After a recent visit to a favourite town, Vézelay in Burgundy, I dug out this unpublished article I wrote in 2002. Here it is with a bit of editing to bring it up-to-date, and a few photos.
The small town of Vézelay is a special gem. Visit here, and allow yourself to be entranced by its beauty, inspired by its spiritual quality, fascinated by its history, and restored by its natural surroundings.
Vézelay owes its existence to the tradition of pilgrimage. Its Basilica of Mary Magdalene has attracted pilgrims from all over Europe for over a thousand years. The main attraction was the relics of Mary, brought to the then monastery in the 11th century from St Maximin in Provence, where she was said to have been buried. Vézelay became one of four major starting points for pilgrimages to Santiago de Compostella in north west Spain (Paris, le Puy and Arles are the others).
Set along a hilltop, the Vézelay skyline offers an enticing perspective as you approach from any of several directions. If you park at the bottom of the hill, the main street winds picturesquely upwards past a selection of shops offering, among other things, provisions, crafts, wines, souvenirs and books, also galleries, bars, and restaurants.
The hill rises fairly gently, but we have often noticed in the past that it did appear to offer a challenge to some of the older and, dare I say it, fatter coach tourists who are clearly used to being dropped at the door! Maybe it was too challenging, as there were no such coaches or tourists on our recent visit.
Eventually you reach the imposing front of the basilica, all that remains of the original monastery. Entering the doorway you realise that this is somewhere special. Remarkable carvings on the 12th century tympanum in the narthex include a magnificent Christ surrounded by apostles and their teachings. The surrounding arch contains the signs of the zodiac, along with scenes of corresponding seasonal activities. (This area was hidden behind scaffolding on our recent visit, but viewable by special tour.)
The pleasingly perfect Romanesque nave culminates in a crescendo of light from the Gothic choir, the two styles perfectly complementing each other.
Try to go on a sunny day. If you’re there at noon on the summer solstice, sunlight through clerestory (high level) windows forms a line of patches of light directly along the middle of the nave. At the winter solstice, the rays fall directly on the clerestory capitals. Other days they fall somewhere in between. The architects knew their astronomy!
They also knew their symbolism – both explicit in stone carvings and implicit in the building’s structure. Intricate carvings adorn the capitals of many pillars, each telling a story. Most famously, the Mystic Mill depicts Christ as the mill refining the teachings of Moses (grain) into those of the New Testament (flour), being gathered by St Paul. The choir includes eleven round columns and one square, alluding to the story of the Last Supper and the betrayal by Judas.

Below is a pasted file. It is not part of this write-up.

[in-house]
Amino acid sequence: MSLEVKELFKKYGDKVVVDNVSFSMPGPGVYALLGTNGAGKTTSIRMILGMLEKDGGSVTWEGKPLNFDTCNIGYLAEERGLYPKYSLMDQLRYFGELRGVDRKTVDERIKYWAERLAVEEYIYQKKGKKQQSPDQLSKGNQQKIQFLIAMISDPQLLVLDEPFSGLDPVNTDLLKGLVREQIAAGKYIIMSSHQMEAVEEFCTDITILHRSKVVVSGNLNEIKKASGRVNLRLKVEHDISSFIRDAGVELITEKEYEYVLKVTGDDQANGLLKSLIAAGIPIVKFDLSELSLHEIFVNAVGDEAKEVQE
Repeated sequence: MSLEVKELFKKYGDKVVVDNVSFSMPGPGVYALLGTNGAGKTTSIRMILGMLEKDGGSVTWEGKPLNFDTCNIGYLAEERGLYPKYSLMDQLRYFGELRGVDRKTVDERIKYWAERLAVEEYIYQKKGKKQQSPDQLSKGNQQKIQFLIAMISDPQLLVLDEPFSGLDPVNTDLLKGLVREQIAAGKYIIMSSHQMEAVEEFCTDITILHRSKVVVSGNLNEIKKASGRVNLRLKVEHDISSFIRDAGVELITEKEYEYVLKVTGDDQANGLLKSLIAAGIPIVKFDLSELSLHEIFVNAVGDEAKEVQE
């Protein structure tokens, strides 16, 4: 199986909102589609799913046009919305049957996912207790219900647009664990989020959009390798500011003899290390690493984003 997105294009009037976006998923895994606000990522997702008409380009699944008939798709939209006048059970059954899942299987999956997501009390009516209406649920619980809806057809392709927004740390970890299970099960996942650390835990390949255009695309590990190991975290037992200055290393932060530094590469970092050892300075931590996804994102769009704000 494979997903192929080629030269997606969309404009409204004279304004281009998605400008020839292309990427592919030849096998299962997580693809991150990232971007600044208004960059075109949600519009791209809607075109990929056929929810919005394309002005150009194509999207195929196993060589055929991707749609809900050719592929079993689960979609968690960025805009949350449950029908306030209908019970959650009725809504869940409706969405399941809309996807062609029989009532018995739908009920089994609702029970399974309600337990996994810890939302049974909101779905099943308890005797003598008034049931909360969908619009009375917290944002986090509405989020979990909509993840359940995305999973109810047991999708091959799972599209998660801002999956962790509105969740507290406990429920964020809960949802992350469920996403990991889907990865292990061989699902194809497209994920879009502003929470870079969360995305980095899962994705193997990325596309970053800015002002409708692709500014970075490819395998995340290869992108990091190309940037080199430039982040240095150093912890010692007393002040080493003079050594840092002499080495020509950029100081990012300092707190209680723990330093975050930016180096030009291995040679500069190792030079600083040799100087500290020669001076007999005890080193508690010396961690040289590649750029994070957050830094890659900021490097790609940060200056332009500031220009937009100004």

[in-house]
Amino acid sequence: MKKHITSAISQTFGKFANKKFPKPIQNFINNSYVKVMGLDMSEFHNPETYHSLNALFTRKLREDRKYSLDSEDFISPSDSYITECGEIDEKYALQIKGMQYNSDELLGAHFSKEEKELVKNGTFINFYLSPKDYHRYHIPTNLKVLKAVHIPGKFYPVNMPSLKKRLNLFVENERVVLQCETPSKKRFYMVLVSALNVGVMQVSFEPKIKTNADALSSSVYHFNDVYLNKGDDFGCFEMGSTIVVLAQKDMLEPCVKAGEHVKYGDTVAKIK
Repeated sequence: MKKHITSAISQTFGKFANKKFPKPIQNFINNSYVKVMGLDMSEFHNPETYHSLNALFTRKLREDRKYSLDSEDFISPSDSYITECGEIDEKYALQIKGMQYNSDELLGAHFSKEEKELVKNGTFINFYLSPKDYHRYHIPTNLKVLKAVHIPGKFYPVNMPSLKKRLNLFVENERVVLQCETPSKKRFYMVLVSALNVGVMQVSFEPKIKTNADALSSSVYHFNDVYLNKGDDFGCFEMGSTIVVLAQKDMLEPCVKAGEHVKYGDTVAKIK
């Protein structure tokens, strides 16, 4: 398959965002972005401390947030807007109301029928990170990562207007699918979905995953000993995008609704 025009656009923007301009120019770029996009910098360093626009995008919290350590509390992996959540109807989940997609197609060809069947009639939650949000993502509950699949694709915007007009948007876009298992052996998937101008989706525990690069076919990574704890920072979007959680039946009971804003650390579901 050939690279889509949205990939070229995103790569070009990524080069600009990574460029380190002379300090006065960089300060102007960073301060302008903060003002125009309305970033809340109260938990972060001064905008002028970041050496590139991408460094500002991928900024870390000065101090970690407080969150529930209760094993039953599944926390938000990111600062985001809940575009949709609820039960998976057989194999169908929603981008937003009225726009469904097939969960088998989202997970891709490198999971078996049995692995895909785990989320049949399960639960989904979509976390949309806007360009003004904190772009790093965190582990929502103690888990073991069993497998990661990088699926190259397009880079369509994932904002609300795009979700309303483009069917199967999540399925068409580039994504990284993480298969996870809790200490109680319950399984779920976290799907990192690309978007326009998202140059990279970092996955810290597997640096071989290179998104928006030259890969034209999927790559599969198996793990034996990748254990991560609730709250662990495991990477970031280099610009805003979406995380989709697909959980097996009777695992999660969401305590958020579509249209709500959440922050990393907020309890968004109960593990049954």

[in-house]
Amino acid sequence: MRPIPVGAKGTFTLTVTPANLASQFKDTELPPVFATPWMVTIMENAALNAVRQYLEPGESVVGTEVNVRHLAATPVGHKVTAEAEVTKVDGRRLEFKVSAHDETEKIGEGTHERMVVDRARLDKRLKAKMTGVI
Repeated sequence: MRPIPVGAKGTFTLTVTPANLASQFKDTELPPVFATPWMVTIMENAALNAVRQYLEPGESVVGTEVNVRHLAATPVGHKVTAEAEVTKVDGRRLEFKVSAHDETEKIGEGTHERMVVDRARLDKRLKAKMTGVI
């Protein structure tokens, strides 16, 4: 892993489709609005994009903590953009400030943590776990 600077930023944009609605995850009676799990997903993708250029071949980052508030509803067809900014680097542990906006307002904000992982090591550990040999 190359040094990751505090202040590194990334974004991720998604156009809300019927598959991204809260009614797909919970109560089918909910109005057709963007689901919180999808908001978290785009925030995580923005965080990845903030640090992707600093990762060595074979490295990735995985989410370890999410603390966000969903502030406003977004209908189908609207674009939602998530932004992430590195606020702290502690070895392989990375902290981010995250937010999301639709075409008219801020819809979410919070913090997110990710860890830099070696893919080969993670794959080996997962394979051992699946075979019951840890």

Underneath the choir, down steps and through a narrow entry, is the simple dark crypt containing Mary’s relics. Not everyone likes it. “It feels creepy down here” muttered one tourist. Others find it spiritual and spend time there in prayer or meditation, inspired by the striking altarpiece and cross. St Thomas a Becket prayed here. My wife is sensitive to the earth energies, said to be strongest in July when her arms and legs tingled madly! This phenomenon may be connected with the springs and water stores that lie within the hill.
To the south and east of the basilica, a grand terrace, site of the original monastery buildings, overlooks gently rolling hills of the Morvan massif.
In the valley below the terrace shines the pure white spire of the church of St Père. You can walk to this pretty village, following the first few kilometres of the Chemin St Jacques, the pilgrims’ way to Santiago de Compostella. Descending gently past vineyards, the route offers fine views of the basilica. St Père’s splendid church contains many echoes of the basilica, its mother church.
North of the basilica is the slope where in 1146 St Bernard of Clairvaux, founder of the Cistercian order of monasteries, preached and inspired the second crusade to the King of France and his nobles. In 1192 Richard the Lionheart made rendezvous here with the French to start the third crusade.
It’s worth seeing Vézelay at night time. From a suitable viewpoint at the bottom of the hill, the lighted basilica is seen apparently floating in the sky. Nearby, its rather plain exterior is transformed into a magical golden cut-out.
Go to Vézelay and you might find it stays with you, calling you back.